I’ve finally watched a movie I’ve been meaning to watch for a while and it didn’t disappoint.
Find it on: IMDb
What it is:
Damien Chazelle (who must be a jazz fanatic) wrote and directed this 2014 movie about a music student, played convincingly by Miles Teller, who gets a chance at the top distinction in his school: joining a demanding band that can jumpstart his career. The only problem is that the instructor (J.K. Simmons, great as usually) will stop at nothing to push his players. Also, so much drumming.
How I found it:
A few years ago I saw the trailer and I immediately loved it for a couple of reasons. I meant to watch it but, of course, didn’t and I’ve only caught up now.
I liked everything about this movie, on this very cerebral, admiring level.
Best things about it:
It’s smart but never boring; it cranks up the drama but at the same time the stakes remain debatable: not everyone would give up their life and dignity for a spot on a band (which only makes it more fascinating).
My favorite part of the whole story is the relationship between the two antagonists: how they destroy and save each other at the same time because they remain two sides of the same obsessively ambitious coin. This might be the best written protagonist-antagonist relation I’ve seen in a long time.
Worst things about it:
Honestly, the only thing that comes to mind is I slightly wish for more female presence in the story (even if just as some other musicians in the band). But I don’t have many complaints. They even made jazz exciting.
✤ I like how this story belongs very much to Andrew. It’s his obsession with excellence and achievement that makes him a perfect victim but also he never really feels like a victim. Small things you notice in the plot combine to build the character, e.g. at first it’s surprising to see no relations between him and the other students but slowly it all begins to add up. In a way, the less we like Andrew as a person, the more he becomes a worthy adversary for his teacher.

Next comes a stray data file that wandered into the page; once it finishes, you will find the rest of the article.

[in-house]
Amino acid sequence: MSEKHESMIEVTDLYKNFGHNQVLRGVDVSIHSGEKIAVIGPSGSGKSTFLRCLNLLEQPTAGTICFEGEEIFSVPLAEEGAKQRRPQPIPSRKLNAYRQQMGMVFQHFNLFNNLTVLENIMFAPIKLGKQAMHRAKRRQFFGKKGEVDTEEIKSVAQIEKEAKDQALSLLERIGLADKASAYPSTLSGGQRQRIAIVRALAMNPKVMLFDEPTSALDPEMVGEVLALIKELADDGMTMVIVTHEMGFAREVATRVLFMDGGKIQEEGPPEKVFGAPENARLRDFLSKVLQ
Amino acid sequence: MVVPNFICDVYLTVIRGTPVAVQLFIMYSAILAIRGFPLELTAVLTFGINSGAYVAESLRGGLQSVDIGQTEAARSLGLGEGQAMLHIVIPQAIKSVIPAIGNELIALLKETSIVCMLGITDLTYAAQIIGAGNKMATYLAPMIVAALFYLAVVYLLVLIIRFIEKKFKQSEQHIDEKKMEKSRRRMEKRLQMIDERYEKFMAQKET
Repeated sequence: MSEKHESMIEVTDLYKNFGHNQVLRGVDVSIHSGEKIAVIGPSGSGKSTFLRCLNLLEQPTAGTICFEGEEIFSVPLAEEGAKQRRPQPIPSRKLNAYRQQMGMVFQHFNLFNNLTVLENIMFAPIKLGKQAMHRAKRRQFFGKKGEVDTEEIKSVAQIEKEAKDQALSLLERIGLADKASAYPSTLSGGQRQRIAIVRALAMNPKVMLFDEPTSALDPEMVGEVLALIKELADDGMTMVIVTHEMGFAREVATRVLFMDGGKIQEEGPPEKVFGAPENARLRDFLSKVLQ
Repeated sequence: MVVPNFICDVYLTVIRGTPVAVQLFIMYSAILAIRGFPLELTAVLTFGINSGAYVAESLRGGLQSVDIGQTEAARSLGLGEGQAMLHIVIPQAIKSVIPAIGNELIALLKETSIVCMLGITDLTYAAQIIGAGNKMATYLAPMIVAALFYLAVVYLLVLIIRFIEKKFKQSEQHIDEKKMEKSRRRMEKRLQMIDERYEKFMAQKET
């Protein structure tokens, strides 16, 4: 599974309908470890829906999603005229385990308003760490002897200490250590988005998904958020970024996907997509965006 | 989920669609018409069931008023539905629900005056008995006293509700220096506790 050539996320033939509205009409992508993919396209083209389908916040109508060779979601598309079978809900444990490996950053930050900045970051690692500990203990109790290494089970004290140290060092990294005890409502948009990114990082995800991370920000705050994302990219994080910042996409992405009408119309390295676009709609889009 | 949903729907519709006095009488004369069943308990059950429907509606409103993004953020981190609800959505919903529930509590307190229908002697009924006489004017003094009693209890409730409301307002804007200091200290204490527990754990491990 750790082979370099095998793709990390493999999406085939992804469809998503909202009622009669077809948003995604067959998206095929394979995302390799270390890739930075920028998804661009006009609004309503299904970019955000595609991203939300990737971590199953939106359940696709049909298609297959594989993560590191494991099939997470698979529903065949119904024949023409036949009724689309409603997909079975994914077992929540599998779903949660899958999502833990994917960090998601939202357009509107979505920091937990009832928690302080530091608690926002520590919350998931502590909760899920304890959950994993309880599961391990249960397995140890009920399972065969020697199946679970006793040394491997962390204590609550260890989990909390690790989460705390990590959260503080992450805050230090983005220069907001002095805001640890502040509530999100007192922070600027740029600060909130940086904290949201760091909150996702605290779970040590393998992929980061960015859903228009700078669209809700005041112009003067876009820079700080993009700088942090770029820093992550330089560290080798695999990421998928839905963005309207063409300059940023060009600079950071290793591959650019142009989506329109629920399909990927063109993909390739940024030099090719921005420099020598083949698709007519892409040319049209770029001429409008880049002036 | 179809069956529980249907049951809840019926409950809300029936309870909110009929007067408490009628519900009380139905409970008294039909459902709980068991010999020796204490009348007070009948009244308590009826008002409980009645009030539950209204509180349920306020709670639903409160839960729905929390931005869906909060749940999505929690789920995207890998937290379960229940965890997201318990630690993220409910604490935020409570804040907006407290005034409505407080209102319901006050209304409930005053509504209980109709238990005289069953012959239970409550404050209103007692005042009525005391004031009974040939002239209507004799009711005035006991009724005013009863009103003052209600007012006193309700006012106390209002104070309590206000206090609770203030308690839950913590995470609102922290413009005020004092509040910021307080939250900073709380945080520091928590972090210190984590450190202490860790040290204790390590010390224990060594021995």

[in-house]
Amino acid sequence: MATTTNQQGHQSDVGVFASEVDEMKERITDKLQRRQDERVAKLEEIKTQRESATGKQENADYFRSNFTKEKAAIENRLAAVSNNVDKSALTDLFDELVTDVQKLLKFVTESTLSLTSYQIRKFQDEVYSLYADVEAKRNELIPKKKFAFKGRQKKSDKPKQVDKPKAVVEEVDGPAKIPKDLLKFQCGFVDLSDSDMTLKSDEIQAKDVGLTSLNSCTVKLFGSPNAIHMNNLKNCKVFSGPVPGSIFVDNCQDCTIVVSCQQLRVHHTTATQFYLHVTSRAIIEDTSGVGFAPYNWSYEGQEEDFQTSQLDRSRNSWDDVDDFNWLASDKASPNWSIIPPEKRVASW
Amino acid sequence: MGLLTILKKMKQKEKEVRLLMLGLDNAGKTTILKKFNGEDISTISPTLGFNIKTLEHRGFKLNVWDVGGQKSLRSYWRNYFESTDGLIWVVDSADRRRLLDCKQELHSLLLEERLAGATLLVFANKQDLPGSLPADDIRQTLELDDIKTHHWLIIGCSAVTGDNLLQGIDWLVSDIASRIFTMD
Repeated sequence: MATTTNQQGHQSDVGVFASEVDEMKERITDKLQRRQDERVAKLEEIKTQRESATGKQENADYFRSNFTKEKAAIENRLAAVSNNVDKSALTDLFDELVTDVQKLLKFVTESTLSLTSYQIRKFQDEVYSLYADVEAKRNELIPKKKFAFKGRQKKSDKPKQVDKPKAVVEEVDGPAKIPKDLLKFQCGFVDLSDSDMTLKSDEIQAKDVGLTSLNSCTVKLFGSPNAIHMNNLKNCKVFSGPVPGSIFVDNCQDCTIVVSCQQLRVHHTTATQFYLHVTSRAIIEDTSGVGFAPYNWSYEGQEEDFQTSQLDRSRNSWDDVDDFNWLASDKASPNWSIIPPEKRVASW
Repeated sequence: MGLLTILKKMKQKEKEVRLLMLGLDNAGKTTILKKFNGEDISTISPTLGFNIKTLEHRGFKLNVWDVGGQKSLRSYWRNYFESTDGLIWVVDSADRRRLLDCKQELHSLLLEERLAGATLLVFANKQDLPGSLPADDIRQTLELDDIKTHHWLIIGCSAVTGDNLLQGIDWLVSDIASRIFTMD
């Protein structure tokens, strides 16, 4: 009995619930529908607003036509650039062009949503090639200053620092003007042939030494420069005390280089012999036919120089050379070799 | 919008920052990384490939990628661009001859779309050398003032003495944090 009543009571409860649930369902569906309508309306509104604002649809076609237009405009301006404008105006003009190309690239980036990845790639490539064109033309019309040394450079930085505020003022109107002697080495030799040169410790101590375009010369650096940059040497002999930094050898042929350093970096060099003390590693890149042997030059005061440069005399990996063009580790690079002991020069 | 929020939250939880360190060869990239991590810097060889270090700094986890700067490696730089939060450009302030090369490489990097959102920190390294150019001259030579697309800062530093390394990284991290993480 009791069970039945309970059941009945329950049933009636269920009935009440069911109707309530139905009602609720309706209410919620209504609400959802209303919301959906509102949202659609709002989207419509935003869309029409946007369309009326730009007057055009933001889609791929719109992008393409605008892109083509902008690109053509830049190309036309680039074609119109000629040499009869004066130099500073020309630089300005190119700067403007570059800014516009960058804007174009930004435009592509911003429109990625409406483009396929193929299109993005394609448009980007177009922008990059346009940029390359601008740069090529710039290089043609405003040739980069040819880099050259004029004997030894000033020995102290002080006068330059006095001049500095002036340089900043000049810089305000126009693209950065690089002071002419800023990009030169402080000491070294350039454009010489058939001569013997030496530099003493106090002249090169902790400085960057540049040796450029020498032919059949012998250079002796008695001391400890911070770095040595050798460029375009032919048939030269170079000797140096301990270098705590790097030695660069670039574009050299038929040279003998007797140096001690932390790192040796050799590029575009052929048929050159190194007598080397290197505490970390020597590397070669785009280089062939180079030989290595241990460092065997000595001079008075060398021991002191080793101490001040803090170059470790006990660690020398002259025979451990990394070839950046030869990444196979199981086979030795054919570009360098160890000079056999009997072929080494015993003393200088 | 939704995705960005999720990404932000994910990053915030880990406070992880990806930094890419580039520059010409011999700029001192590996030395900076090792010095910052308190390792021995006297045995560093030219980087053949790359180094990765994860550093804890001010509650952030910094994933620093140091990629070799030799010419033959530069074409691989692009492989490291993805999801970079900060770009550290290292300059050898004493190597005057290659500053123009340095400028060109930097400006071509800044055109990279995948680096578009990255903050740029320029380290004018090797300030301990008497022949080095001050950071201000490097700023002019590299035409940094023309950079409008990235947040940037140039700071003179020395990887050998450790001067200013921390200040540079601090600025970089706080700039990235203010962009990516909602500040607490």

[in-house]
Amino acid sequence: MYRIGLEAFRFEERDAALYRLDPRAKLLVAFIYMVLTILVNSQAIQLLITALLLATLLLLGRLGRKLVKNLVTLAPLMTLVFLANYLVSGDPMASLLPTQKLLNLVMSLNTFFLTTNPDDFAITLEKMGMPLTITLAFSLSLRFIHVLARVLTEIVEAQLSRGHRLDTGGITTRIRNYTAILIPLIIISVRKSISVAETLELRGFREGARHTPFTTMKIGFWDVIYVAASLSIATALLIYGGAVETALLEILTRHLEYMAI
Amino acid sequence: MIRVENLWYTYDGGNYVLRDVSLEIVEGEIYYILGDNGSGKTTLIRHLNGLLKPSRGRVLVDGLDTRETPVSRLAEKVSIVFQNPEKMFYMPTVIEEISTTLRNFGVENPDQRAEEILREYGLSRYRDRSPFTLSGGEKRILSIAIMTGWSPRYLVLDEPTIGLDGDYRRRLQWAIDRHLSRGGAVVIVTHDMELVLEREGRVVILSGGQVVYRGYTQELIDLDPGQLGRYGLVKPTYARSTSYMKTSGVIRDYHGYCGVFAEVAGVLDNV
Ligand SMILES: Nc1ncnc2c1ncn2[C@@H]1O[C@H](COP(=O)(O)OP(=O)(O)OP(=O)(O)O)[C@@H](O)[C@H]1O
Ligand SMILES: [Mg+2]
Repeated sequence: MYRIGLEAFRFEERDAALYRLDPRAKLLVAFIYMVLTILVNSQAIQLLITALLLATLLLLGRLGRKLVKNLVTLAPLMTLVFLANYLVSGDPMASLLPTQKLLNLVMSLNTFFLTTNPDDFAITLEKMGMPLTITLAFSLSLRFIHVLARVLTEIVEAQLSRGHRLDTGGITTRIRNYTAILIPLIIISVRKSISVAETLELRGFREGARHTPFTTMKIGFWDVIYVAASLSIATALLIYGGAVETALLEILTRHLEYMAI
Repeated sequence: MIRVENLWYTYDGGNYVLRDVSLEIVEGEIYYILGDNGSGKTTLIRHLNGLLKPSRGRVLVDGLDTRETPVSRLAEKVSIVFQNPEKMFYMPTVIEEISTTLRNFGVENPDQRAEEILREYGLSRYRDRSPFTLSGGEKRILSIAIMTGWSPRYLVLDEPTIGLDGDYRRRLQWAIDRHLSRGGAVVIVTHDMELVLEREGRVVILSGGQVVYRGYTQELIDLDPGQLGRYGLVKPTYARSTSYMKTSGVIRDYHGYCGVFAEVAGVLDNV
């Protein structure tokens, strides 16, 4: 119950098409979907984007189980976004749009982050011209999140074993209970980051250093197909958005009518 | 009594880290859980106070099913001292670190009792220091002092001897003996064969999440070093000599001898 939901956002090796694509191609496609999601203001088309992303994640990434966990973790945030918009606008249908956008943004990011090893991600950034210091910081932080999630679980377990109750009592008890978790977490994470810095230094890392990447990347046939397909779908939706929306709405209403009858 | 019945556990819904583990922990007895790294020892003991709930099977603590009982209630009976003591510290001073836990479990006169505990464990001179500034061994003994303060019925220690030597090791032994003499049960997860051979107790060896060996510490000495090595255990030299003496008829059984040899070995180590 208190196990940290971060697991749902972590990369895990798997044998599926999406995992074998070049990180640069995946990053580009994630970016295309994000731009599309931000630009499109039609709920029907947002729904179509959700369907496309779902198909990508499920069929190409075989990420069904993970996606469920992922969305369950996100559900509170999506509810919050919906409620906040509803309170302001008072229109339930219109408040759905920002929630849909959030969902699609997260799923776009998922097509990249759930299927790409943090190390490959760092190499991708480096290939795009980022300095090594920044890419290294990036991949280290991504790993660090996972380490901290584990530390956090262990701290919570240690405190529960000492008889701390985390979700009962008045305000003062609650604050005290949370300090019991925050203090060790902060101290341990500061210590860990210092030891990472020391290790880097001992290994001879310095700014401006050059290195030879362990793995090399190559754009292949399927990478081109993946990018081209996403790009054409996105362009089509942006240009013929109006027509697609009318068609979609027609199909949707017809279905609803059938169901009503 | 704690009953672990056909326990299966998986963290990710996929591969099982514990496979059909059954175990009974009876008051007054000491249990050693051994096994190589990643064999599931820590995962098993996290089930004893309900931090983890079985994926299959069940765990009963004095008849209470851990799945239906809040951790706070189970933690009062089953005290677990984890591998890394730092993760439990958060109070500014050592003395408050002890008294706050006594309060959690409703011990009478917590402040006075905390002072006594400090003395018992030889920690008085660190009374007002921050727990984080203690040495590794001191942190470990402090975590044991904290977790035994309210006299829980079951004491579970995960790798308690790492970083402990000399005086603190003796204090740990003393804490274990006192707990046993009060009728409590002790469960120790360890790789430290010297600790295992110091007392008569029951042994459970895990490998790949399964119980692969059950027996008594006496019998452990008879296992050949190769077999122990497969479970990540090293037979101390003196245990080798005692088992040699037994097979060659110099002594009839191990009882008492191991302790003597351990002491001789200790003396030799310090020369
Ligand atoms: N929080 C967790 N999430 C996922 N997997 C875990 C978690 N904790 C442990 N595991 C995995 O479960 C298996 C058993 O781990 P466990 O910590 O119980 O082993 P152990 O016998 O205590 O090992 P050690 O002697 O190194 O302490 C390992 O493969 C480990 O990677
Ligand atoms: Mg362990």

✤ I was genuinely surprised at the final part, after everything that happens in the school.
I was maybe a little tired of the relative ugliness of Andrew’s surrounding, which comes from filming them so realistically but that’s my personal bias for pretty interiors.
How it enriched my life:
It made me think and admire the storytellers. It also made me appreciate the art of drumming.
I always had an appreciation for drumming, as a matter of fact. Actually, I used to fantasize that if I were to be in a rock band, I would definitely be the drummer (mostly because I’m completely tone-deaf and the rhythm is all I could manage; except I couldn’t, probably, especially once I’ve seen this film and realize how hard it is). I even wanted to take drumming lessons for a while but I never wanted it hard enough to follow through.
So apparently the creator, Damien Chazelle, wrote La La Land? And I admit I’ve watched it since but it’s not worth a write-up.
People who admire a psychological drama of abuse and revenge. People who wanted to be professional musicians and need reasons why it’s not that great.
★ ★ ★ ★ ★
Next time: Jane